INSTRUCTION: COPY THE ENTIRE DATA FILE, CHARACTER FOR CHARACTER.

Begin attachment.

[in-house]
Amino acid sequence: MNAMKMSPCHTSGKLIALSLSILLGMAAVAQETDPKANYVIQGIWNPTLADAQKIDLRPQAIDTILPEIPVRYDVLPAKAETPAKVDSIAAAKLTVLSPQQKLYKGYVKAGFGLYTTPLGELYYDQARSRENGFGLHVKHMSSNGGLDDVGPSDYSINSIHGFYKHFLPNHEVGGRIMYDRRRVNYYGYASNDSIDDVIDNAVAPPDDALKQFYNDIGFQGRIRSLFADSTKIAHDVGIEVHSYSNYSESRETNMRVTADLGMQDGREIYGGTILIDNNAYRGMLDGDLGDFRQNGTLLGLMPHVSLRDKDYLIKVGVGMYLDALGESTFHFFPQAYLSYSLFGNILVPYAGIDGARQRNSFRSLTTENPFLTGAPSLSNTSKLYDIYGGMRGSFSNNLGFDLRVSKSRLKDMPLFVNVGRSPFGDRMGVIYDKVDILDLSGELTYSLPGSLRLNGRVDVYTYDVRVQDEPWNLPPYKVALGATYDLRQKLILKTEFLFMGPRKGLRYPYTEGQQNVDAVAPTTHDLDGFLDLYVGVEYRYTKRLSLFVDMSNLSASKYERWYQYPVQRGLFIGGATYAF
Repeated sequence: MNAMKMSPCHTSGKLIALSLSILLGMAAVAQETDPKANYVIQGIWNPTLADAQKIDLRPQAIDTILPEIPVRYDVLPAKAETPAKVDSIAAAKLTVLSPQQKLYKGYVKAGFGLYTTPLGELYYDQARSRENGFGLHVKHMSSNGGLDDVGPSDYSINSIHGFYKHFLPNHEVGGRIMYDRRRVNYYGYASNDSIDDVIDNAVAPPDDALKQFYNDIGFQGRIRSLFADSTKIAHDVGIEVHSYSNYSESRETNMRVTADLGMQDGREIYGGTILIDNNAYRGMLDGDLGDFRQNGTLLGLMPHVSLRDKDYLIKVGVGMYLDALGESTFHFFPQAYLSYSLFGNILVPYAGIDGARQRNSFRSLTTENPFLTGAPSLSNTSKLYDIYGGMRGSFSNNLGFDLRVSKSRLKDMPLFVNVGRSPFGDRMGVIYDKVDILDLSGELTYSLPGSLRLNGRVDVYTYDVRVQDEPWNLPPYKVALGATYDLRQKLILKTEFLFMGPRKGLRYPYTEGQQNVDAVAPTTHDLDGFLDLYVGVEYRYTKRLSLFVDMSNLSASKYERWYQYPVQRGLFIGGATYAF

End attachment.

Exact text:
[in-house]
Amino acid sequence: MNAMKMSPCHTSGKLIALSLSILLGMAAVAQETDPKANYVIQGIWNPTLADAQKIDLRPQAIDTILPEIPVRYDVLPAKAETPAKVDSIAAAKLTVLSPQQKLYKGYVKAGFGLYTTPLGELYYDQARSRENGFGLHVKHMSSNGGLDDVGPSDYSINSIHGFYKHFLPNHEVGGRIMYDRRRVNYYGYASNDSIDDVIDNAVAPPDDALKQFYNDIGFQGRIRSLFADSTKIAHDVGIEVHSYSNYSESRETNMRVTADLGMQDGREIYGGTILIDNNAYRGMLDGDLGDFRQNGTLLGLMPHVSLRDKDYLIKVGVGMYLDALGESTFHFFPQAYLSYSLFGNILVPYAGIDGARQRNSFRSLTTENPFLTGAPSLSNTSKLYDIYGGMRGSFSNNLGFDLRVSKSRLKDMPLFVNVGRSPFGDRMGVIYDKVDILDLSGELTYSLPGSLRLNGRVDVYTYDVRVQDEPWNLPPYKVALGATYDLRQKLILKTEFLFMGPRKGLRYPYTEGQQNVDAVAPTTHDLDGFLDLYVGVEYRYTKRLSLFVDMSNLSASKYERWYQYPVQRGLFIGGATYAF
Repeated sequence: MNAMKMSPCHTSGKLIALSLSILLGMAAVAQETDPKANYVIQGIWNPTLADAQKIDLRPQAIDTILPEIPVRYDVLPAKAETPAKVDSIAAAKLTVLSPQQKLYKGYVKAGFGLYTTPLGELYYDQARSRENGFGLHVKHMSSNGGLDDVGPSDYSINSIHGFYKHFLPNHEVGGRIMYDRRRVNYYGYASNDSIDDVIDNAVAPPDDALKQFYNDIGFQGRIRSLFADSTKIAHDVGIEVHSYSNYSESRETNMRVTADLGMQDGREIYGGTILIDNNAYRGMLDGDLGDFRQNGTLLGLMPHVSLRDKDYLIKVGVGMYLDALGESTFHFFPQAYLSYSLFGNILVPYAGIDGARQRNSFRSLTTENPFLTGAPSLSNTSKLYDIYGGMRGSFSNNLGFDLRVSKSRLKDMPLFVNVGRSPFGDRMGVIYDKVDILDLSGELTYSLPGSLRLNGRVDVYTYDVRVQDEPWNLPPYKVALGATYDLRQKLILKTEFLFMGPRKGLRYPYTEGQQNVDAVAPTTHDLDGFLDLYVGVEYRYTKRLSLFVDMSNLSASKYERWYQYPVQRGLFIGGATYAF